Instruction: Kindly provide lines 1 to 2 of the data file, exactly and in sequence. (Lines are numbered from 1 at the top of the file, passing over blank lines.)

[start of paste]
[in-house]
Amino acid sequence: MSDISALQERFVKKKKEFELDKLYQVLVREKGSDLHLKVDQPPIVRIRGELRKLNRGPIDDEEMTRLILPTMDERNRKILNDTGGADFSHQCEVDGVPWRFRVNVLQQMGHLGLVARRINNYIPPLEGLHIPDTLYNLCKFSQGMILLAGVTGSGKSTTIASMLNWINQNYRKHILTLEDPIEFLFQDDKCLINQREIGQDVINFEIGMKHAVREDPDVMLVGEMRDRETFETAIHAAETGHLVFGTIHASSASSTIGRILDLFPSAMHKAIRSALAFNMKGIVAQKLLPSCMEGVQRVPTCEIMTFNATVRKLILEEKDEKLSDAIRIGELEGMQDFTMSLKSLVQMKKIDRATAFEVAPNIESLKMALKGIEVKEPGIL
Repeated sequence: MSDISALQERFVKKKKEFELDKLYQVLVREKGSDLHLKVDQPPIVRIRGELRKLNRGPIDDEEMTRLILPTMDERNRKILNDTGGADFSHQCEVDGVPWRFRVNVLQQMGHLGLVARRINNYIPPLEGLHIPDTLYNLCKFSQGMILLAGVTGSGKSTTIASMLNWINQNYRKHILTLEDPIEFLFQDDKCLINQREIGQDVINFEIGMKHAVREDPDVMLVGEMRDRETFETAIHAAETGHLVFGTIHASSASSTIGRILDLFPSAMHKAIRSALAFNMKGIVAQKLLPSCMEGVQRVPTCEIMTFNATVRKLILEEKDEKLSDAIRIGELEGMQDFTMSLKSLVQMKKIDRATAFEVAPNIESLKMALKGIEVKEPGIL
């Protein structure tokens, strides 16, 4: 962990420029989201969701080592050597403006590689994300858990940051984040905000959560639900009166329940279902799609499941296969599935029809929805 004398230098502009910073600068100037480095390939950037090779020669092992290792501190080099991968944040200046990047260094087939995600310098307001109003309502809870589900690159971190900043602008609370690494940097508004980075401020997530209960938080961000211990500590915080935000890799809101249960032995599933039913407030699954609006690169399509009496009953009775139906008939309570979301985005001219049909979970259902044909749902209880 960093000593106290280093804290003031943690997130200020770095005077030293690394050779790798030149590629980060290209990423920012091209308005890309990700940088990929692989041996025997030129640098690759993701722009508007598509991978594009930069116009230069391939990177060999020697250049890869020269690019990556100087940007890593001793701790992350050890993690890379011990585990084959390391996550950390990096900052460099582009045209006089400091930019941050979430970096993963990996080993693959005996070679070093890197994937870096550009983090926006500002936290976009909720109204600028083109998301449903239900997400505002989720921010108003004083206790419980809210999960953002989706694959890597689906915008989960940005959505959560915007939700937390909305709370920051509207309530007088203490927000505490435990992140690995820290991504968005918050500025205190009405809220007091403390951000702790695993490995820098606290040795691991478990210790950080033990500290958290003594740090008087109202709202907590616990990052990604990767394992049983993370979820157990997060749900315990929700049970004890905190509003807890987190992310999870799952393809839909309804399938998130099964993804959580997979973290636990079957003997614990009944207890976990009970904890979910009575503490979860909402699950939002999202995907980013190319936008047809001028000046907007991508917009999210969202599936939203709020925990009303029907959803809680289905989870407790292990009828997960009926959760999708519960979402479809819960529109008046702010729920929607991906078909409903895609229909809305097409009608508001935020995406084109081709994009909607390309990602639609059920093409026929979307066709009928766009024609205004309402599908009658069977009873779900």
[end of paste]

[in-house]
Amino acid sequence: MSDISALQERFVKKKKEFELDKLYQVLVREKGSDLHLKVDQPPIVRIRGELRKLNRGPIDDEEMTRLILPTMDERNRKILNDTGGADFSHQCEVDGVPWRFRVNVLQQMGHLGLVARRINNYIPPLEGLHIPDTLYNLCKFSQGMILLAGVTGSGKSTTIASMLNWINQNYRKHILTLEDPIEFLFQDDKCLINQREIGQDVINFEIGMKHAVREDPDVMLVGEMRDRETFETAIHAAETGHLVFGTIHASSASSTIGRILDLFPSAMHKAIRSALAFNMKGIVAQKLLPSCMEGVQRVPTCEIMTFNATVRKLILEEKDEKLSDAIRIGELEGMQDFTMSLKSLVQMKKIDRATAFEVAPNIESLKMALKGIEVKEPGIL